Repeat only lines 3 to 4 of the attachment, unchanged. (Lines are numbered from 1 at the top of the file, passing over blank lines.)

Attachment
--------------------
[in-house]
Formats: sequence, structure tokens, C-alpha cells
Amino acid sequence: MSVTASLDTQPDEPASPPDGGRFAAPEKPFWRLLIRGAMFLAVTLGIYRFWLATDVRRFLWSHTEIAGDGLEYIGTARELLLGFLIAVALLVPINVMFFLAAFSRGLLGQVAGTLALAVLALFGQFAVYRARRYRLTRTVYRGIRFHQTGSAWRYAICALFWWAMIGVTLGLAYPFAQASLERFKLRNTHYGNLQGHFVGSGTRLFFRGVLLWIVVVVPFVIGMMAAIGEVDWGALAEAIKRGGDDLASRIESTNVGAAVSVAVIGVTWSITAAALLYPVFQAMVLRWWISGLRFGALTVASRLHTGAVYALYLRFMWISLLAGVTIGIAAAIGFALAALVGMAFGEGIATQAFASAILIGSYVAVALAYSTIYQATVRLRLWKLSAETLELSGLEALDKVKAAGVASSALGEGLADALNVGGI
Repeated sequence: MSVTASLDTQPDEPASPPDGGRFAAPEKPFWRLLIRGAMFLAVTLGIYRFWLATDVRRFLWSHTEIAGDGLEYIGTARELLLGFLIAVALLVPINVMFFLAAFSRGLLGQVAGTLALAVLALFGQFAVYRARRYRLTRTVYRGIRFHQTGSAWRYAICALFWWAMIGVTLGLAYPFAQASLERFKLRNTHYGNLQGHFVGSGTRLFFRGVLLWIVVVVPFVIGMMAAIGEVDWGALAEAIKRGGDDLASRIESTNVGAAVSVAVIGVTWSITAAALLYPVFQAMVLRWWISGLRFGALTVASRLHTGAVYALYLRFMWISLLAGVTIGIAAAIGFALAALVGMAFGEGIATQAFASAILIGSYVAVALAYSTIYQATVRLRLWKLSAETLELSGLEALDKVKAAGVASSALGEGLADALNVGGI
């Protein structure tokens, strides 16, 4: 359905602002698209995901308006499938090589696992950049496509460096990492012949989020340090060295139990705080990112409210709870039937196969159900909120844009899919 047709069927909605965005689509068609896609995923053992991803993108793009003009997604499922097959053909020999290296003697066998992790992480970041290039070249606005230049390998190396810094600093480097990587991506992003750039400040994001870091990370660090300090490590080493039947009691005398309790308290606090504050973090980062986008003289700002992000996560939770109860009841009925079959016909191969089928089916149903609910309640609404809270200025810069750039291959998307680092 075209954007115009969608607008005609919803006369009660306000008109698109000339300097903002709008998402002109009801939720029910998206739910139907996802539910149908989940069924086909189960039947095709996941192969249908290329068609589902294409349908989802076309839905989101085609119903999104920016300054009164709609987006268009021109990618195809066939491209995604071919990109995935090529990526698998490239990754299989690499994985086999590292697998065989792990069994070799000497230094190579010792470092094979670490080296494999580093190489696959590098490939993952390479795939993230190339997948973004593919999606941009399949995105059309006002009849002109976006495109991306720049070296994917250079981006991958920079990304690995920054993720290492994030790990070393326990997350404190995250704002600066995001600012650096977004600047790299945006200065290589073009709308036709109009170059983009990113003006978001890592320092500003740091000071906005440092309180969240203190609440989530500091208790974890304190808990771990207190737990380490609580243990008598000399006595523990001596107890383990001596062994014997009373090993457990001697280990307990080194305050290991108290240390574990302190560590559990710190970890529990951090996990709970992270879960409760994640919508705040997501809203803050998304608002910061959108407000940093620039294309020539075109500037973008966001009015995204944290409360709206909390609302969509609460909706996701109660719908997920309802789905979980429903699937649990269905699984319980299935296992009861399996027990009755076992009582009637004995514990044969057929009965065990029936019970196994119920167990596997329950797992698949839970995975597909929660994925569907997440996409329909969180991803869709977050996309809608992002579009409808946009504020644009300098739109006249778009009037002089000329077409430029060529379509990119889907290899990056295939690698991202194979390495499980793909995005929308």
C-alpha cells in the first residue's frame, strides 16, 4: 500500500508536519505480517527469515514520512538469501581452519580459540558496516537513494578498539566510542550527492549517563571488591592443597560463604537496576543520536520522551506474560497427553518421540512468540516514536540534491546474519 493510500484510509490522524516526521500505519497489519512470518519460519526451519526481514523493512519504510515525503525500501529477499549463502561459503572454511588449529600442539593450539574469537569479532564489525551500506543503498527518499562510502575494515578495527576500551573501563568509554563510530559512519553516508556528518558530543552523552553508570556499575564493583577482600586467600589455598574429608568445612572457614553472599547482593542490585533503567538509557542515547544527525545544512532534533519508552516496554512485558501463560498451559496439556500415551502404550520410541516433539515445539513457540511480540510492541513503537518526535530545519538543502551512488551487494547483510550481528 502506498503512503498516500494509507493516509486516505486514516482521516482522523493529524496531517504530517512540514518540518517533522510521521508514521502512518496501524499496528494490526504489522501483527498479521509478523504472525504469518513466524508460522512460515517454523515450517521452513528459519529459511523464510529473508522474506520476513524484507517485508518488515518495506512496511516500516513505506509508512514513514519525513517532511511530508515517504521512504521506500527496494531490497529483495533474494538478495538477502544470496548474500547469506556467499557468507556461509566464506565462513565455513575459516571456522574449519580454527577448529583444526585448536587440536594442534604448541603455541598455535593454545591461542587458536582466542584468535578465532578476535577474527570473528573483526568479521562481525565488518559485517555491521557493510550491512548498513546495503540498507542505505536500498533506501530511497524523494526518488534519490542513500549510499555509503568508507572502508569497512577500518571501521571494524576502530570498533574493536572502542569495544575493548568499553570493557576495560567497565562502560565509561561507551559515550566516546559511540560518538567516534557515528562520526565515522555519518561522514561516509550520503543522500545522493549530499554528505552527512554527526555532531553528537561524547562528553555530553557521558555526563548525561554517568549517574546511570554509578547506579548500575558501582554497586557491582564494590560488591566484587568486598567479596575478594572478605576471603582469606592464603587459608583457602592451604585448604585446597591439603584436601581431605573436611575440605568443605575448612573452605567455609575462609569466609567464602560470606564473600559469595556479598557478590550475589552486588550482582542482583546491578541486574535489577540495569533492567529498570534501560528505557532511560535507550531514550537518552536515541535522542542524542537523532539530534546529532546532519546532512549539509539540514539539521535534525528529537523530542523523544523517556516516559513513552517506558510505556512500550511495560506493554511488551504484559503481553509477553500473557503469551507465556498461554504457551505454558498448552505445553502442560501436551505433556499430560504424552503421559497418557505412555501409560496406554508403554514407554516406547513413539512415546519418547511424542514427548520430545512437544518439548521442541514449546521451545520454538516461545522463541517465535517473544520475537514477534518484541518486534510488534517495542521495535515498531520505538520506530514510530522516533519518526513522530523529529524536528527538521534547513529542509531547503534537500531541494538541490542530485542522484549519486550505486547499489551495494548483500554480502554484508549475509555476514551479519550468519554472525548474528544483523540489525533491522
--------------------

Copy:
Amino acid sequence: MSVTASLDTQPDEPASPPDGGRFAAPEKPFWRLLIRGAMFLAVTLGIYRFWLATDVRRFLWSHTEIAGDGLEYIGTARELLLGFLIAVALLVPINVMFFLAAFSRGLLGQVAGTLALAVLALFGQFAVYRARRYRLTRTVYRGIRFHQTGSAWRYAICALFWWAMIGVTLGLAYPFAQASLERFKLRNTHYGNLQGHFVGSGTRLFFRGVLLWIVVVVPFVIGMMAAIGEVDWGALAEAIKRGGDDLASRIESTNVGAAVSVAVIGVTWSITAAALLYPVFQAMVLRWWISGLRFGALTVASRLHTGAVYALYLRFMWISLLAGVTIGIAAAIGFALAALVGMAFGEGIATQAFASAILIGSYVAVALAYSTIYQATVRLRLWKLSAETLELSGLEALDKVKAAGVASSALGEGLADALNVGGI
Repeated sequence: MSVTASLDTQPDEPASPPDGGRFAAPEKPFWRLLIRGAMFLAVTLGIYRFWLATDVRRFLWSHTEIAGDGLEYIGTARELLLGFLIAVALLVPINVMFFLAAFSRGLLGQVAGTLALAVLALFGQFAVYRARRYRLTRTVYRGIRFHQTGSAWRYAICALFWWAMIGVTLGLAYPFAQASLERFKLRNTHYGNLQGHFVGSGTRLFFRGVLLWIVVVVPFVIGMMAAIGEVDWGALAEAIKRGGDDLASRIESTNVGAAVSVAVIGVTWSITAAALLYPVFQAMVLRWWISGLRFGALTVASRLHTGAVYALYLRFMWISLLAGVTIGIAAAIGFALAALVGMAFGEGIATQAFASAILIGSYVAVALAYSTIYQATVRLRLWKLSAETLELSGLEALDKVKAAGVASSALGEGLADALNVGGI